Raining here, so this is the only way.
By all accounts Earth should be a “snowball planet” like the frigid world Hoth in the 1980 Star Wars film “The Empire Strikes Back.”
Why? Because common theories of stellar evolution predict that the sun was only 70 percent of its current brightness when it first lit its fusion engine 4.5 billion years ago. The sun has been steadily growing brighter since then and will continue so into the future, eventually evaporating away Earth’s oceans.
Astrophotographer Alan Friedman captured this gorgeous portrait of the sun on April 7 from his home in Buffalo, NY, using a backyard solar telescope and a new Grasshopper CCD camera by Point Grey Research. Viewed in a wavelength emitted by hydrogen alpha (Ha) the sun’s surface details become visible, showing the complex texture of our home star’s true face.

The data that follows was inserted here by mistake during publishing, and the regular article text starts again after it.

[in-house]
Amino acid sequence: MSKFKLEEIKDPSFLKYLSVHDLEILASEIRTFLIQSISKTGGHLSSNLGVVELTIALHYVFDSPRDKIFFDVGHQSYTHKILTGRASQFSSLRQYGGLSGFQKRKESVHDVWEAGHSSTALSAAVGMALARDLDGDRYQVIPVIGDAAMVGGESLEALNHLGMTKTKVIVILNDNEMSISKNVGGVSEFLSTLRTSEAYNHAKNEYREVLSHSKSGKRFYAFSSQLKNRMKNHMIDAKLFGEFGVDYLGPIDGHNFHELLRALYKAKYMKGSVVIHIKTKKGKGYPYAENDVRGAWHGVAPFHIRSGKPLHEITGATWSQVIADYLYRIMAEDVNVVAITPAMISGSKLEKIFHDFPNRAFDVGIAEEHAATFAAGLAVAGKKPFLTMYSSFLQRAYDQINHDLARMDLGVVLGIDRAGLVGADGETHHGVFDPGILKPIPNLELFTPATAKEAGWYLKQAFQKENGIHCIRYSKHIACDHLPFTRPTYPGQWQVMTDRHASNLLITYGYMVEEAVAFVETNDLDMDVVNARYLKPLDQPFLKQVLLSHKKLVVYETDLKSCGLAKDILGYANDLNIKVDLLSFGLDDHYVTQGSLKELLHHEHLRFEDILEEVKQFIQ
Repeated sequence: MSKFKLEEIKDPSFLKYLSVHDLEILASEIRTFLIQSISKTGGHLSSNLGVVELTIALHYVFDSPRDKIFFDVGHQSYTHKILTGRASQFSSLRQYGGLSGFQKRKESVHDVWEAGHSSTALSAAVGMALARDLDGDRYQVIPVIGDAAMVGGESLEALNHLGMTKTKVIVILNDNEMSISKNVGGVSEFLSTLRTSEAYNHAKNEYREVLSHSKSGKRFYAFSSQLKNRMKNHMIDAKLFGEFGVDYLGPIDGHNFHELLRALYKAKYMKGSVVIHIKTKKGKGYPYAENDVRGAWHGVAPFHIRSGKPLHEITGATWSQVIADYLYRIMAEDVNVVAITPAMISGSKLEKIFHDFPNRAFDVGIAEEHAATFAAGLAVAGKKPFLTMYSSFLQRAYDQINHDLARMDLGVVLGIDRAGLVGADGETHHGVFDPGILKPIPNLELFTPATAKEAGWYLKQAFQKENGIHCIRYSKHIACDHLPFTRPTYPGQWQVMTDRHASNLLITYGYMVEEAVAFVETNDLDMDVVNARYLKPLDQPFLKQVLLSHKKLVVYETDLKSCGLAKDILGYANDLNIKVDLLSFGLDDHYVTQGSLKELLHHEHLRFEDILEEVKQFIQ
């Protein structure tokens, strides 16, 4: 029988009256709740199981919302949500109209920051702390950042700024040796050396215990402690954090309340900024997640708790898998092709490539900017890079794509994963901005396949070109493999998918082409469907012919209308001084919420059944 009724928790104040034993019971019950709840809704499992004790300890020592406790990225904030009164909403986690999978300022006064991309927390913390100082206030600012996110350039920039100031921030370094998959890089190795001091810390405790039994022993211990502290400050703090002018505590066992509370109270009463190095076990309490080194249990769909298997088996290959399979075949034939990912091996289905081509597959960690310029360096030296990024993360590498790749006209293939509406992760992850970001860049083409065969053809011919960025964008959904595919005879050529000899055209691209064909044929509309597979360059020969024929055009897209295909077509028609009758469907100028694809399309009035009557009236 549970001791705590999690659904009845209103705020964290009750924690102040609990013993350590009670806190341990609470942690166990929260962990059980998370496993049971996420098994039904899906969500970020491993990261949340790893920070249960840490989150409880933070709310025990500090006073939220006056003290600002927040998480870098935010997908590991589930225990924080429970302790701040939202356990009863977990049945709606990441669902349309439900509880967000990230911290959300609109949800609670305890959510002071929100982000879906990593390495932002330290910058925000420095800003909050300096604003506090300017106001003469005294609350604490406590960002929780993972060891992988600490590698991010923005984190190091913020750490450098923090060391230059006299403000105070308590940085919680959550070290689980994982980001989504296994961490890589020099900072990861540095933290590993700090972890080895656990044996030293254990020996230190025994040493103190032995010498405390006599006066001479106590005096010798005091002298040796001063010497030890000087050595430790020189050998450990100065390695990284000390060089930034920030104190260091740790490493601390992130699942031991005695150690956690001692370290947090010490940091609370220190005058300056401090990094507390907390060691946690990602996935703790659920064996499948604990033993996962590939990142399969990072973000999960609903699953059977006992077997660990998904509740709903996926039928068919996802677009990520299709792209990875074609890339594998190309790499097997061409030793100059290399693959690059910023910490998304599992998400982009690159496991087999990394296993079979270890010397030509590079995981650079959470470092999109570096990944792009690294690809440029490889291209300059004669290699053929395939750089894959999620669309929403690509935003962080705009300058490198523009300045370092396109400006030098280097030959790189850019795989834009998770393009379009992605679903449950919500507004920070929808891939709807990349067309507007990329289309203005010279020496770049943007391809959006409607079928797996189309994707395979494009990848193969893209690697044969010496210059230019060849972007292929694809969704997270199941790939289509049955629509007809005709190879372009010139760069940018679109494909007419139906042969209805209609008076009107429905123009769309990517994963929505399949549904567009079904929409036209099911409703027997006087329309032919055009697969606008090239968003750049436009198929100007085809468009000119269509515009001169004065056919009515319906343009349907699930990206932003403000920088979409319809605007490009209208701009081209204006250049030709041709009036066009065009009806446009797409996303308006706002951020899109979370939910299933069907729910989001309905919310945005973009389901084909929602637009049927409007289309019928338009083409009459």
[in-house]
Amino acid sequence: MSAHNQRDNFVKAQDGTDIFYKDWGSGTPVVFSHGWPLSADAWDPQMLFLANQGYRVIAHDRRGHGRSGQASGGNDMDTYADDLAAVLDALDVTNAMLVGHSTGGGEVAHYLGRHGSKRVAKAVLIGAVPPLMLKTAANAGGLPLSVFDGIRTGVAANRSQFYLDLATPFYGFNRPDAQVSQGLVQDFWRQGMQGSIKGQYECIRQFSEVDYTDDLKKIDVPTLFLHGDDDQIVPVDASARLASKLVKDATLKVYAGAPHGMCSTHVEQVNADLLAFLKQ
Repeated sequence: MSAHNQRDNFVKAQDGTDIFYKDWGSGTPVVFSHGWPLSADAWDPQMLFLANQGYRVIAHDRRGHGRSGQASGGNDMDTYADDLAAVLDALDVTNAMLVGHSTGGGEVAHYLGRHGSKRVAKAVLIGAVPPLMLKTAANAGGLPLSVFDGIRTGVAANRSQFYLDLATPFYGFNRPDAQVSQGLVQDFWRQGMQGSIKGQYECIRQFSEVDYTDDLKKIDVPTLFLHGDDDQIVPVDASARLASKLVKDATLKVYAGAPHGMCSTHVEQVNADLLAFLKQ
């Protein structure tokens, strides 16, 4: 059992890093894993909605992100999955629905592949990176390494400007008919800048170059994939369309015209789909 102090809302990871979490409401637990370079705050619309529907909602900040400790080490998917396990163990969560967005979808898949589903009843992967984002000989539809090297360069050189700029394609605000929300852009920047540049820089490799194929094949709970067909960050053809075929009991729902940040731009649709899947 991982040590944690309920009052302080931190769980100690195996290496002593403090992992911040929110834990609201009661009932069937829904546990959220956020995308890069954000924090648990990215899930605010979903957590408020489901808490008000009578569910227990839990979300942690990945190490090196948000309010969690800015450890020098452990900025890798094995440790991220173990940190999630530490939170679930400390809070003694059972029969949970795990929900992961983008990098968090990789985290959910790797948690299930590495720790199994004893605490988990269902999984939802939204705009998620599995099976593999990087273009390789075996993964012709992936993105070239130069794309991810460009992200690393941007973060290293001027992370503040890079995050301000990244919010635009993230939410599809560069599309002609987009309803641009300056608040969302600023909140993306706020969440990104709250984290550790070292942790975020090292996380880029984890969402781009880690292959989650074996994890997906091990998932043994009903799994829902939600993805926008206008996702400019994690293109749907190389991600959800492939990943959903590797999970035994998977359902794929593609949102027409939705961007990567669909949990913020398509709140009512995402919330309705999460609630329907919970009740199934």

This week saw the arrival of a solar storm that many feared would cause electromagnetic havoc here on Earth (as well as giving us some more beautiful aurora porn). It didn’t prove to be all that bad in the end, but what exactly is a solar storm?
The kind folks at The Guardian have put together an interactive demo so that you can learn how they work. Of course, you’ll have to click through for the “interactive” part.